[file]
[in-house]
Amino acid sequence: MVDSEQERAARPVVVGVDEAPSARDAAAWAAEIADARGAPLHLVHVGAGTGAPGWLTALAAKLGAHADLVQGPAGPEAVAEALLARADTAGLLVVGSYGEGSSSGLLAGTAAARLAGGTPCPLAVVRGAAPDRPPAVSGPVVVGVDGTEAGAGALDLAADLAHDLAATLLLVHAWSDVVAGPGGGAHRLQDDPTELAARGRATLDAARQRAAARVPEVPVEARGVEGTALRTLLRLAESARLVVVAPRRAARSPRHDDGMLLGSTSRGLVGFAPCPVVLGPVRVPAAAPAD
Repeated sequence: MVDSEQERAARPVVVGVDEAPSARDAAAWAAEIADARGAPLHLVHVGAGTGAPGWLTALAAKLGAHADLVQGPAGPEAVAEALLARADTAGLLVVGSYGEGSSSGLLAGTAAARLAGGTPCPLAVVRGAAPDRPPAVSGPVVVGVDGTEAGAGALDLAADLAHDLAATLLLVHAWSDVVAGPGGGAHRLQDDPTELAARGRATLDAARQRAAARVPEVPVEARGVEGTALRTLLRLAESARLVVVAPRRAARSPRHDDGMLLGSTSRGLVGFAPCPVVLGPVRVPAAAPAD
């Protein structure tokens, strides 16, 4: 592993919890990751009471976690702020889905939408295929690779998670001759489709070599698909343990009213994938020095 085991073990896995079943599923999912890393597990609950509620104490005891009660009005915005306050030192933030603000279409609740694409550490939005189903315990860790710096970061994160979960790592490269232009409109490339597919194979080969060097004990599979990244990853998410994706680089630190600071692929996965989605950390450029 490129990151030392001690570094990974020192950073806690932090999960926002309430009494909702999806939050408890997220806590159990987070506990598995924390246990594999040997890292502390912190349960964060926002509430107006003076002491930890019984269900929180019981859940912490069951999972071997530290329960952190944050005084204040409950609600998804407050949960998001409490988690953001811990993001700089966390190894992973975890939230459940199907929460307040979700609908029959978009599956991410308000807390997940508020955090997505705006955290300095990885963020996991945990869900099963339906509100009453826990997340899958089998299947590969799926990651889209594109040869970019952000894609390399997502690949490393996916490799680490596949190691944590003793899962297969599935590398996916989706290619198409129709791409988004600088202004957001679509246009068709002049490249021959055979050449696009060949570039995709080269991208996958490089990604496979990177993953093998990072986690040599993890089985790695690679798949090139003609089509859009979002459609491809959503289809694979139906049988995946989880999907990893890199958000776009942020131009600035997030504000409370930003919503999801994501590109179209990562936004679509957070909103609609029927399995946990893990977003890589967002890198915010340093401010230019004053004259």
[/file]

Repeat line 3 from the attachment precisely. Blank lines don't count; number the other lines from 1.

Repeated sequence: MVDSEQERAARPVVVGVDEAPSARDAAAWAAEIADARGAPLHLVHVGAGTGAPGWLTALAAKLGAHADLVQGPAGPEAVAEALLARADTAGLLVVGSYGEGSSSGLLAGTAAARLAGGTPCPLAVVRGAAPDRPPAVSGPVVVGVDGTEAGAGALDLAADLAHDLAATLLLVHAWSDVVAGPGGGAHRLQDDPTELAARGRATLDAARQRAAARVPEVPVEARGVEGTALRTLLRLAESARLVVVAPRRAARSPRHDDGMLLGSTSRGLVGFAPCPVVLGPVRVPAAAPAD